Event #56, $5,000 Six-Handed No-Limit Hold’em, kicked off Tuesday afternoon. This is the last preliminary event for the 2009 World Series of Poker and the third six-handed event of the series. Each player started the day with 15,000 in chips. While this is considered relatively deep-stacked, the nature of the game virtually guaranteed a lot of action and a huge portion of the field exiting during Day 1. The prize pool for this event exceeded $4.3 million and first place will take home just a shade over over $1 million. Rory Matthews finished Day 1 as chip leader with 369,800, followed closely by Sander Lylloff with 360,000, and Rui Cao (pictured) with 354,900. They will lead 160 players into Day 2 action.
This year, 928 players entered this event, up from the 805 runners who came to play in 2008. Among the players in the field were Andy Black, Matt Graham, Bertrand “ElkY” Grospellier, Beth Shak, Vanessa Rousso, Jennifer Tilly, Eli Elezra, T.J. Cloutier, Scotty Nguyen, Bill Edler, Lee Watkinson, David “Chino” Rheem, Justin Bonomo, Van Marcus, Gavin Smith, and Kirill Gerasimov. Terrence “Not Johnny” Chan made an appearance, but only stayed around long enough for a cup of coffee. Phil Laak raised from the small blind and Chan moved all in. Laak called and tabled against the of Chan. Laak flopped one diamond, turned another diamond to pick up a flush draw, and completed his flush on the river to send Chan home to prepare for the Main Event.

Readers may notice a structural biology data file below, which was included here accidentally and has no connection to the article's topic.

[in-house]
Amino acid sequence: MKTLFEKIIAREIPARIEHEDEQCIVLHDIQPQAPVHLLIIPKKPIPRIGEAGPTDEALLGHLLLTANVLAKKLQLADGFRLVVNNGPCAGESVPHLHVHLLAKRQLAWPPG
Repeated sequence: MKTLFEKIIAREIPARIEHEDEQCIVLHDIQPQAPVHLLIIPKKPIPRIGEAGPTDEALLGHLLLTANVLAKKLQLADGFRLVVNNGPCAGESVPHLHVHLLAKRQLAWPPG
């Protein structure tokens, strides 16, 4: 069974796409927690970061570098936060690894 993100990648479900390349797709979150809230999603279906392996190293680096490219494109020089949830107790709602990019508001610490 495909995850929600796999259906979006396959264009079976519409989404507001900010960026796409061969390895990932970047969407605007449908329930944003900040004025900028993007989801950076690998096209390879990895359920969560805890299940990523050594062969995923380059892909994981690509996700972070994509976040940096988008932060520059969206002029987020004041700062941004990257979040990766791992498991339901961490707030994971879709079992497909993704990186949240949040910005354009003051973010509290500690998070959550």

Shaun Deeb doubled through in early action. On the board of , Deeb moved in and received a call from another opponent. Deeb turned over for the nut flush and his opponent flashed K-Q before hitting the rail. Deeb sat with 30,000 after the hand. David Saab also sent a player to the rail in early action. On the flop of , Saab’s opponent bet 2,300 and Saab made the call. The turn of the was checked around. The river fell the and Saab moved all in for 10,000. His opponent held only 8,000 and made the call. Saab showed pocket eights for a rivered set and his opponent took his leave. Saab sat on 26,000 after the hand.
David Singer had an early day at the hands of Dennis Phillips. Singer moved in preflop with and Phillips called with pocket jacks. The board fell ten-high and Singer hit the rail. Phillips moved up to 46,000 and was one of the early chip leaders. Chino Rheem fell victim to Erick Lindgren. On the board of , Rheem checked to Lindgren, who bet 1,000. Rheem then check-raised to 3,100 before Lindgren made it 6,500 to put Rheem all in. Rheem made the call and Lindgren turned over for queens full. Rheem mucked and Lindgren moved up to 13,000 in chips.
Daniel Negreanu decided that he was either going to get some chips early in this event or bust, as he was also playing Day 2 of the deuce-to-seven triple draw event. Negreanu lost most of his stack after moving in on the flop with only a flush draw. He missed his flush and was left with only 2,500. He then doubled up with to chip up to 5,000. He then picked up pocket aces and moved all in preflop. An opponent with pocket tens called him and Negreanu was up to 10,000.
Negreanu continued his shove-fest, but when he shoved with , Jason Mercier looked him up with . Unfortunately for Mericer, a jack hit the flop and Negreanu moved up to 20,000 in chips. After doubling up Mercier a couple of hand later, Negreanu decided to push with . This time another opponent woke up with a superior hand in . The poker gods must have liked Negreanu’s gambling nature as he was blessed with a flop. His opponent now had a Broadway draw, but that draw did not come in. After the hand, Negreanu decided that 30,000 was enough for now and headed back to his lowball event.